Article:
updated 12/29/2005 12:22:59 PM ET 2005-12-29T17:22:59

Indonesia started the final phase of a troop reduction in tsunami-ravaged Aceh province on Thursday, a key step in a peace agreement with separatist rebels that was propelled forward by the disaster one year ago.

Some 3,800 soldiers carrying automatic rifles and heavy bags boarded five Navy ships and a Hercules air carrier in the port town of Lhokseumawe, just days after Free Aceh Movement rebels handed over their weapons and disbanded their military wing.

The rebels also gave up their demand for independence, effectively ending the separatist insurgency that has killed at least 15,000 people since 1976.

Under the peace agreement, Indonesia is pulling out about 24,000 security forces and leaving behind roughly an equal number.

The soldiers’ departure on Thursday marks the final wave of the pullout, said Lt. Col. Eri Soetiko, a military spokesman.

Efforts to end the 29-year civil war moved forward after the massive earthquake struck off the coast of Aceh on Dec. 26, 2004, causing a tsunami that left at least 156,000 of the province’s people dead or missing and a half million homeless.

The rebels and the military each said they did not want to add to the people’s suffering and hammered out an agreement during negotiations in Finland in which both sides made major concessions.

Free Aceh Movement representative Irwandi Yusuf and Pieter Feith, head of the 240-strong European Union peace monitoring mission, were among the hundreds of people who gathered at the port Thursday to send off the troops.

Yusuf said he hoped their departure signaled a permanent end to the fighting that has gripped the province of 4 million people on the northern tip of Sumatra island. He said his former insurgents were looking forward to taking part in local elections next year. There are an estimated 3,000 rebels in the group.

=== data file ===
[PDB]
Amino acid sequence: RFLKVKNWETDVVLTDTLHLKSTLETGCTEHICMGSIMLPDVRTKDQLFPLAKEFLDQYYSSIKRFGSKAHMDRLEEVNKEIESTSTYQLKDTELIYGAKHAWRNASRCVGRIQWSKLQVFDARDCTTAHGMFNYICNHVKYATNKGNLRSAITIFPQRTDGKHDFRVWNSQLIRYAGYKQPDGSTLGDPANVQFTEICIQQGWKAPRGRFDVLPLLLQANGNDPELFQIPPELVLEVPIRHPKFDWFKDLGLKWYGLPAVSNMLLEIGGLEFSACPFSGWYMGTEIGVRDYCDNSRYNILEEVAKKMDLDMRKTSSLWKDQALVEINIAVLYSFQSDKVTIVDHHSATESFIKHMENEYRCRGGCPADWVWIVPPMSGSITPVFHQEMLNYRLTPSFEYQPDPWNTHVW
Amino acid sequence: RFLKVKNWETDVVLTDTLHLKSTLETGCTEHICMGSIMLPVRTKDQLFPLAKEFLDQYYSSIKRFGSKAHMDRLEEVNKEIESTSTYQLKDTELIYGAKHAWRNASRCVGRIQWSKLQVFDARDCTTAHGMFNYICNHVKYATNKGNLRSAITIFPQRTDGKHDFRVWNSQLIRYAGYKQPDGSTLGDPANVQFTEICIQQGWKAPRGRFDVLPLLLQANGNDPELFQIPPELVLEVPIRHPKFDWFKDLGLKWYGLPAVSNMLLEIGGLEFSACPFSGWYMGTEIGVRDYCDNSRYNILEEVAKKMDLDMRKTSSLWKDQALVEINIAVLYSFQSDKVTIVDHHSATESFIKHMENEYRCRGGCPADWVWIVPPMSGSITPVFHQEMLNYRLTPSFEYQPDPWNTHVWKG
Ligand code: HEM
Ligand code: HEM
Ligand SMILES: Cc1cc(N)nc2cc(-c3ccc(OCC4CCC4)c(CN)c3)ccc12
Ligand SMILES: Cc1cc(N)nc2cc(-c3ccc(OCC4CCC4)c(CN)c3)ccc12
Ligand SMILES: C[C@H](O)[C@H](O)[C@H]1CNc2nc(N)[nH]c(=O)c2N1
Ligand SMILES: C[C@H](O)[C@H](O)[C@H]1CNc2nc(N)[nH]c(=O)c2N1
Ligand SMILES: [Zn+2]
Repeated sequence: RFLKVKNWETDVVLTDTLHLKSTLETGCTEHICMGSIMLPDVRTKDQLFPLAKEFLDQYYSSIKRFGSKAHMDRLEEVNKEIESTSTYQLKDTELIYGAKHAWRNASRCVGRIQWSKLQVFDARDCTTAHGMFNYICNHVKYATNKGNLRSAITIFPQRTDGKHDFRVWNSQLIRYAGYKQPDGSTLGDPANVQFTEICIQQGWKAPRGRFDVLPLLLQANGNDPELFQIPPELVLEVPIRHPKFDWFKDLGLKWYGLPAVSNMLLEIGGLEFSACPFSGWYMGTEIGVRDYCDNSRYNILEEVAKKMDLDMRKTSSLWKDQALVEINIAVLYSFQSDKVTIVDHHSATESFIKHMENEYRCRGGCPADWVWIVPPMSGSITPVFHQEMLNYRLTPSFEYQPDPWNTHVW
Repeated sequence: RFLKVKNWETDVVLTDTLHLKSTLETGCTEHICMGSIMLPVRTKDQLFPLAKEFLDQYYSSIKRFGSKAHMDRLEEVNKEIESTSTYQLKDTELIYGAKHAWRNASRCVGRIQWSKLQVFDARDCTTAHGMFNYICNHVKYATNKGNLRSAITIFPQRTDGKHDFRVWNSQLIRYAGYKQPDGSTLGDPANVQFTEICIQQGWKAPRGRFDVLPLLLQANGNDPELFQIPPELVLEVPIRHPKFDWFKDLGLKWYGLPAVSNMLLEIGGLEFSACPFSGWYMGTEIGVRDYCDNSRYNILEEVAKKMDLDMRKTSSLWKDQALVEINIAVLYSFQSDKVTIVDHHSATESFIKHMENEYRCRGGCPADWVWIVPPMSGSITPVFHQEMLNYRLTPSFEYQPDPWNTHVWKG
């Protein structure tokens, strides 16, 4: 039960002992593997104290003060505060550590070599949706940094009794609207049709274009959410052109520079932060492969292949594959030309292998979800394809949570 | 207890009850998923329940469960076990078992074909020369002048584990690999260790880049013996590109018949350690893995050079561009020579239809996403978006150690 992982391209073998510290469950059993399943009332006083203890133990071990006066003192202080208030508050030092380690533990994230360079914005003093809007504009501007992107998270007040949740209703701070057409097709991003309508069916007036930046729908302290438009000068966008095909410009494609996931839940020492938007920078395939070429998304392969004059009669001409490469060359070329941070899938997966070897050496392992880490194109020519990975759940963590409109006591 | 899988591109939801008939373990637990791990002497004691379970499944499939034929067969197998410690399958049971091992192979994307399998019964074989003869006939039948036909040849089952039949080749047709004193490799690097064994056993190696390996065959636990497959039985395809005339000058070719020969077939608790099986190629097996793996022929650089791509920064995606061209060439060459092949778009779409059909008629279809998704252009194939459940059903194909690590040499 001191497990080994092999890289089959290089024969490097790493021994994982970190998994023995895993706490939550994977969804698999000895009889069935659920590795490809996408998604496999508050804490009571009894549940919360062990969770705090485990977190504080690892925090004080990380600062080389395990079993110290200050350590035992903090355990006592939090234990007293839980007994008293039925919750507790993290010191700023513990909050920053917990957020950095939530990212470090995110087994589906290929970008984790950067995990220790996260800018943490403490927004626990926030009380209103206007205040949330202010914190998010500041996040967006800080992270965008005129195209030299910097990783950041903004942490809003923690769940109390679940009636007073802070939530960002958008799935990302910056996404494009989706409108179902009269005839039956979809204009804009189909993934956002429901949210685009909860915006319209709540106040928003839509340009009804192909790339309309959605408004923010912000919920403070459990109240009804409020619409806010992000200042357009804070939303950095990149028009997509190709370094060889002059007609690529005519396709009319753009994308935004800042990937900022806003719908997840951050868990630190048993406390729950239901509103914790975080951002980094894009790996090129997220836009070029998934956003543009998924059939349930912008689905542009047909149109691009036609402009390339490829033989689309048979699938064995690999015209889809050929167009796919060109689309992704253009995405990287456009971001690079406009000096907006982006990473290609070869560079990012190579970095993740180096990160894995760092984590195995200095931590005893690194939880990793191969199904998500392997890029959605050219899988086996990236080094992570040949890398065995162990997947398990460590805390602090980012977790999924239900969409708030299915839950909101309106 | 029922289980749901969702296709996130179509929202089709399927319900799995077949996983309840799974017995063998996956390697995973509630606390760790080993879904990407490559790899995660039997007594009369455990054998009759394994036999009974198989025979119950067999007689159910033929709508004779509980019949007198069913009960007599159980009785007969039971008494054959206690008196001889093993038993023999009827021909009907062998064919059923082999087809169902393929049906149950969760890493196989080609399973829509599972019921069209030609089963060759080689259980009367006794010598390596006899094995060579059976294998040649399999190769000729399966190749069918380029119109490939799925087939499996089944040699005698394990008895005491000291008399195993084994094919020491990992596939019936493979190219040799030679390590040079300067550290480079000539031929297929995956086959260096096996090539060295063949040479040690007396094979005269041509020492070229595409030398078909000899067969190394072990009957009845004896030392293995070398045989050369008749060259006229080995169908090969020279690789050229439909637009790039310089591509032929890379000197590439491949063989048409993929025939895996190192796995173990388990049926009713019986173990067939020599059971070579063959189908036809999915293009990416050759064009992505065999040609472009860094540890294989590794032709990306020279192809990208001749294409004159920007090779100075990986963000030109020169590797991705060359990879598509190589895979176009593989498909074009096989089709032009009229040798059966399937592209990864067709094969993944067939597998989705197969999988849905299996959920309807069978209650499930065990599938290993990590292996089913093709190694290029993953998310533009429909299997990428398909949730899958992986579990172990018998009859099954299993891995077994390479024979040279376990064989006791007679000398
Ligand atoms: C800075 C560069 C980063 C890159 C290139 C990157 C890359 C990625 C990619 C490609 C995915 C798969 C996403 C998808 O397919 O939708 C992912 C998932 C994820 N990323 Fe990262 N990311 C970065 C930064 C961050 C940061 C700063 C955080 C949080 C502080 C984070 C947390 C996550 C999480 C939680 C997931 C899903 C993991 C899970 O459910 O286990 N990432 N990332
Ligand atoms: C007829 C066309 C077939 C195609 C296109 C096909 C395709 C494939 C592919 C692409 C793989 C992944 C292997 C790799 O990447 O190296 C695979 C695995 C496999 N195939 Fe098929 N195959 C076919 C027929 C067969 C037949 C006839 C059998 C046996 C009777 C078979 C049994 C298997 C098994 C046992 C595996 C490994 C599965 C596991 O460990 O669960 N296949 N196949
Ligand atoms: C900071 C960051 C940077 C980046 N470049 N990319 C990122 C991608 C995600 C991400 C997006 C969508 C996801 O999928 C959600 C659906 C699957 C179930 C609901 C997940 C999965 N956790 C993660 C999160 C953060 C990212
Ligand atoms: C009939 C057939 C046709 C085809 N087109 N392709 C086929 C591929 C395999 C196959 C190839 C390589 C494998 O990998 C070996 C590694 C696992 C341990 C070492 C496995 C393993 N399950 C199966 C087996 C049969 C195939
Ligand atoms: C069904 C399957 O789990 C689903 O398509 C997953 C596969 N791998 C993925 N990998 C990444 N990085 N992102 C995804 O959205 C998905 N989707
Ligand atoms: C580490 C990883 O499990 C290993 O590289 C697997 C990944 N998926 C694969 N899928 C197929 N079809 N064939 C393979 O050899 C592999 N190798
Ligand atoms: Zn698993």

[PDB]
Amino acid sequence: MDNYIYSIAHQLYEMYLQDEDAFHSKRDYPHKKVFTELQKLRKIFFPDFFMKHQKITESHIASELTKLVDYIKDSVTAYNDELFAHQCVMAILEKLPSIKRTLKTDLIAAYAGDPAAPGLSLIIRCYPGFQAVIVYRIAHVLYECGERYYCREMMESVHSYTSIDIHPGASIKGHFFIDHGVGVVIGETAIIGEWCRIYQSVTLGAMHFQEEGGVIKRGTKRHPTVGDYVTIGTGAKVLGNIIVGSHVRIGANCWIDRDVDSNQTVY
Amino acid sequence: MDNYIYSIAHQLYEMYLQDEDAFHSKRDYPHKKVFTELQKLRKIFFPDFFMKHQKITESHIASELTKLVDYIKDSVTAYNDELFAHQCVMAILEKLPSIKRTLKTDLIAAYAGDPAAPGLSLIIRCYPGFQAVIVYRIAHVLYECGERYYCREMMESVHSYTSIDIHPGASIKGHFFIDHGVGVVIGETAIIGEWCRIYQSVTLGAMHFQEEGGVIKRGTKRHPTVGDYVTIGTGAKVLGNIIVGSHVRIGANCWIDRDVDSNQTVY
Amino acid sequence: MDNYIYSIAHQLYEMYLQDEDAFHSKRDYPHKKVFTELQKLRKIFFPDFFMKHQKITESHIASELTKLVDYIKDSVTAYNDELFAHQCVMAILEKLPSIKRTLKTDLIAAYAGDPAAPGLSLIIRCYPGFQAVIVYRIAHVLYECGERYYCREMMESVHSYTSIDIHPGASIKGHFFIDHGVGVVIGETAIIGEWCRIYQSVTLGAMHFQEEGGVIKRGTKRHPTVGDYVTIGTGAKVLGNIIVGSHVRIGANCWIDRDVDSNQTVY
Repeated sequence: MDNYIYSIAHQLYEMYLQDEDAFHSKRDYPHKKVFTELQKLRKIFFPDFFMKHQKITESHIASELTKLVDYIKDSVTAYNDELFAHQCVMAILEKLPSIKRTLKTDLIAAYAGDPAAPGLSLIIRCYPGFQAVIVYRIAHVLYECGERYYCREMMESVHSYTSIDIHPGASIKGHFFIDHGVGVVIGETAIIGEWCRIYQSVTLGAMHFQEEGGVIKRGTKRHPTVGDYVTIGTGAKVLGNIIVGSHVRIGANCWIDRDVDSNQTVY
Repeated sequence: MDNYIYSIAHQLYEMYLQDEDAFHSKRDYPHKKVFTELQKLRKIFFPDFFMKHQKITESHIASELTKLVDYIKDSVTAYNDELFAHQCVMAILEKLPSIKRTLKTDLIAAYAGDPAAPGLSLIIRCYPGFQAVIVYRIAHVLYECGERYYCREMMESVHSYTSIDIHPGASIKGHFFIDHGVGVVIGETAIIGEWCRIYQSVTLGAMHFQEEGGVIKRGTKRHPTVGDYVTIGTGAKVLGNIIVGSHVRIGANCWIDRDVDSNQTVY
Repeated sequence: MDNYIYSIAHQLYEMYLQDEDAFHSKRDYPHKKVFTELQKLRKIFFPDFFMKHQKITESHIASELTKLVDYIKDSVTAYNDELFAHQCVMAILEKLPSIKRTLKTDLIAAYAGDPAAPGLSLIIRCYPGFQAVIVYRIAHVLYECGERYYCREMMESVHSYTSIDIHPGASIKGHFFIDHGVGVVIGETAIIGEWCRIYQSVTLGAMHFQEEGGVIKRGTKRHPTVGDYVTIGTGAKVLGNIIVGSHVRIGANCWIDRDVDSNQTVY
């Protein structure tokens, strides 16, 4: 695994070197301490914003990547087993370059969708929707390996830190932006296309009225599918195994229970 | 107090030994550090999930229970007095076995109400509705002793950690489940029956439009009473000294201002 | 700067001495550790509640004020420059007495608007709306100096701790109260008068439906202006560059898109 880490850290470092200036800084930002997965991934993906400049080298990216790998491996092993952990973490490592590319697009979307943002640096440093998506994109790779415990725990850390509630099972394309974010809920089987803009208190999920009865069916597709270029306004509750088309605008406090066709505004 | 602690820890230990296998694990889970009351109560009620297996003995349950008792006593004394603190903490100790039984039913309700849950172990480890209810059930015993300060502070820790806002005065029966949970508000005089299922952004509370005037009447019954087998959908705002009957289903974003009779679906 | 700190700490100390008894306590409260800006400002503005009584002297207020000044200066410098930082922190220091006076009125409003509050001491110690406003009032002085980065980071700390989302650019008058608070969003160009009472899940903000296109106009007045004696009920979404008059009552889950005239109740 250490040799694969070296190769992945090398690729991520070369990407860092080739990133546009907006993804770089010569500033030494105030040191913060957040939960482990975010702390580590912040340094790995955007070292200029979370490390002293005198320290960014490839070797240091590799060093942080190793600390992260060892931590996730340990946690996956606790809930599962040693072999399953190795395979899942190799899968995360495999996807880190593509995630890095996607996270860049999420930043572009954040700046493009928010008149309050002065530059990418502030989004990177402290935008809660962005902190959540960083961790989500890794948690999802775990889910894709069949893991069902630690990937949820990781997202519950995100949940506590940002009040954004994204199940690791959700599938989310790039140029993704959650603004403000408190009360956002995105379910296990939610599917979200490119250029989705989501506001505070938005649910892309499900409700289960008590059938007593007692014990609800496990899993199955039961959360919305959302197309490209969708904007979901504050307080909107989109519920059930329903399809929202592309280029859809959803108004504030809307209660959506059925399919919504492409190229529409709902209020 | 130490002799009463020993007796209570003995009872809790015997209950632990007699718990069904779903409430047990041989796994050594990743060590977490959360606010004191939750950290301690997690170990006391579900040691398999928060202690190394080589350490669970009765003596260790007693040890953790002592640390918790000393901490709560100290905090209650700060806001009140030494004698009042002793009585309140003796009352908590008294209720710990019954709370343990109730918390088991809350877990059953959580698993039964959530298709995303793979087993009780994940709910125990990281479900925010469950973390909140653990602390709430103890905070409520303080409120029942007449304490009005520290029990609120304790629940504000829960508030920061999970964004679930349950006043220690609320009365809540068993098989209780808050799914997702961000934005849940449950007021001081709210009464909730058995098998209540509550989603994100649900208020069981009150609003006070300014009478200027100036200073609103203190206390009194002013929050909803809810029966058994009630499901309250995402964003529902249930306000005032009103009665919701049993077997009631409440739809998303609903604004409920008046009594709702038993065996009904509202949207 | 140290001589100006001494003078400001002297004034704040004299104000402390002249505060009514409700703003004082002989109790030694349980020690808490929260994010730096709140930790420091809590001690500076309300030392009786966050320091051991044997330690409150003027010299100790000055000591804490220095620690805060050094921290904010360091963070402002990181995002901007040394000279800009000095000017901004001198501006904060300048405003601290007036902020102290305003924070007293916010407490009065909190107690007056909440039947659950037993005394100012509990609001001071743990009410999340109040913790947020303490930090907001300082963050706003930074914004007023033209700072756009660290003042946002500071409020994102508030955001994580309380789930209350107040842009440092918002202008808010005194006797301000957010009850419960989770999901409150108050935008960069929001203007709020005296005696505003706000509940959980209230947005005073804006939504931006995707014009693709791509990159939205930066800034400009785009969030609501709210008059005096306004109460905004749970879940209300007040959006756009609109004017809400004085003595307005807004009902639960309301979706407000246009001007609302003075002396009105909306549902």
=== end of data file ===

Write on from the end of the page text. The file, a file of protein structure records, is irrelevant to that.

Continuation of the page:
As part of the peace deal, the government vowed to withdraw more than half of its nearly 50,000 garrison from Aceh and to give the region limited self-government and control over much of the oil-and gas-rich province’s mineral wealth.

Indonesian President Susilo Bambang Yudhoyono said in a tsunami commemoration speech earlier this week that the deal was “an example of how a new hope for peace can emerge out of the ruin of destruction.”

'Ballots, not bullets'
The accord was reached with the help of international peace monitors, who said Thursday the former rebels could now focus on politics instead of war.

“Now GAM can use ballots, not bullets, to fulfill their aspirations,” said Feith, referring to the Free Aceh Movement by its Indonesian acronym.

Former fighters have come down from Aceh’s forested hills in recent months and several rebel leaders have returned to their homeland after more than 25 years of self-exile. Several, however, have refused to come back because they are wary the peace deal, like a 2003 accord, would collapse and they would be arrested or killed.

That peace deal collapsed after the Indonesian military kicked out foreign observers and restarted combat operations against the rebels.

But Aceh’s military commander, Maj. Gen. Supiadin, on Thursday guaranteed the security of all returning rebels and singled out the rebels’ exiled leader in Sweden, Hasan Tiro, saying, “We’d consider his presence in Aceh as a commitment for peace.”

Aceh’s conflict first erupted in 1873 when Dutch colonialists occupied the previously independent sultanate. The Acehnese assisted Indonesia’s successful 1945-49 war of independence against the Dutch, but launched a decade-long uprising in the early 1950s — this time against Jakarta’s rule.

The current rebellion began in 1976.

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